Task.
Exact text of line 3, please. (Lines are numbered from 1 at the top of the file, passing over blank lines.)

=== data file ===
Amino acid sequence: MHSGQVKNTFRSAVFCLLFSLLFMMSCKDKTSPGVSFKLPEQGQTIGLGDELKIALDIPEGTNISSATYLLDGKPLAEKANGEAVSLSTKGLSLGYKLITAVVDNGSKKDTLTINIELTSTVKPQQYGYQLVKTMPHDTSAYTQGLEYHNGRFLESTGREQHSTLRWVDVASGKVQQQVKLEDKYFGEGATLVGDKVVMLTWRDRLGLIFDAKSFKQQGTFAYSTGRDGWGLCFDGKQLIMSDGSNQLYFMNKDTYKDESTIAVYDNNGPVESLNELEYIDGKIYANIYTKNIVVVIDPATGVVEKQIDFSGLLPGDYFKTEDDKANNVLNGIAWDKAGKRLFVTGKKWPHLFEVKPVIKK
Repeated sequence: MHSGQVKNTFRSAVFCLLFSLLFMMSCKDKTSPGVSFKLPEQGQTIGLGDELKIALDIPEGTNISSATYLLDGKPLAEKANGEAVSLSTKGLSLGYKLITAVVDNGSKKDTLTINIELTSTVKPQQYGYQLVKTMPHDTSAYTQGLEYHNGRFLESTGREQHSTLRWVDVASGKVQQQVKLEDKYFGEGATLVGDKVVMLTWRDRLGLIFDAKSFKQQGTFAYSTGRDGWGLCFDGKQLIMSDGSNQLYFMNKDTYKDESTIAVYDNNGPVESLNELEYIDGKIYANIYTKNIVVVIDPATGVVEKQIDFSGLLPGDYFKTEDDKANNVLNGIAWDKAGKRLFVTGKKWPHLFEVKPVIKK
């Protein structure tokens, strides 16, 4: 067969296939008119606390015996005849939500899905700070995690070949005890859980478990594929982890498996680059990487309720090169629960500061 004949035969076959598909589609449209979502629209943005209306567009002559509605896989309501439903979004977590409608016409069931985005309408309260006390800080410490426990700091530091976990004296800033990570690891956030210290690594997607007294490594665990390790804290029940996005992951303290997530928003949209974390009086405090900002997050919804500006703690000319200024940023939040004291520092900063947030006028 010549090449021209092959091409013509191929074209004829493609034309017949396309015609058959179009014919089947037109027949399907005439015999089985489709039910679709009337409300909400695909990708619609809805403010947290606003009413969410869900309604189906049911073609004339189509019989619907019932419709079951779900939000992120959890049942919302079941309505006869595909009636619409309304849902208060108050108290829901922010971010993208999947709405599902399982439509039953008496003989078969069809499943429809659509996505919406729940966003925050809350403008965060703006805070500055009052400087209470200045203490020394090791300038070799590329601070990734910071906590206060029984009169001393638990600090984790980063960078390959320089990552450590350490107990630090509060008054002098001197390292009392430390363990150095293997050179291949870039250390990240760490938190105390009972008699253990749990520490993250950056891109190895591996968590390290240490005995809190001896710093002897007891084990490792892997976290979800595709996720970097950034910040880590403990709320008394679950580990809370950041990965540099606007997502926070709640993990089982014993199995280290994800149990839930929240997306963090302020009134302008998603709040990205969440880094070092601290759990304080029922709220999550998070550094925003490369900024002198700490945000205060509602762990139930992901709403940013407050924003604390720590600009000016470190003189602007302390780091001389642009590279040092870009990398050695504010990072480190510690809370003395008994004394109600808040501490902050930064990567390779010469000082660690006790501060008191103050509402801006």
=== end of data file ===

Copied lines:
């Protein structure tokens, strides 16, 4: 067969296939008119606390015996005849939500899905700070995690070949005890859980478990594929982890498996680059990487309720090169629960500061 004949035969076959598909589609449209979502629209943005209306567009002559509605896989309501439903979004977590409608016409069931985005309408309260006390800080410490426990700091530091976990004296800033990570690891956030210290690594997607007294490594665990390790804290029940996005992951303290997530928003949209974390009086405090900002997050919804500006703690000319200024940023939040004291520092900063947030006028 010549090449021209092959091409013509191929074209004829493609034309017949396309015609058959179009014919089947037109027949399907005439015999089985489709039910679709009337409300909400695909990708619609809805403010947290606003009413969410869900309604189906049911073609004339189509019989619907019932419709079951779900939000992120959890049942919302079941309505006869595909009636619409309304849902208060108050108290829901922010971010993208999947709405599902399982439509039953008496003989078969069809499943429809659509996505919406729940966003925050809350403008965060703006805070500055009052400087209470200045203490020394090791300038070799590329601070990734910071906590206060029984009169001393638990600090984790980063960078390959320089990552450590350490107990630090509060008054002098001197390292009392430390363990150095293997050179291949870039250390990240760490938190105390009972008699253990749990520490993250950056891109190895591996968590390290240490005995809190001896710093002897007891084990490792892997976290979800595709996720970097950034910040880590403990709320008394679950580990809370950041990965540099606007997502926070709640993990089982014993199995280290994800149990839930929240997306963090302020009134302008998603709040990205969440880094070092601290759990304080029922709220999550998070550094925003490369900024002198700490945000205060509602762990139930992901709403940013407050924003604390720590600009000016470190003189602007302390780091001389642009590279040092870009990398050695504010990072480190510690809370003395008994004394109600808040501490902050930064990567390779010469000082660690006790501060008191103050509402801006």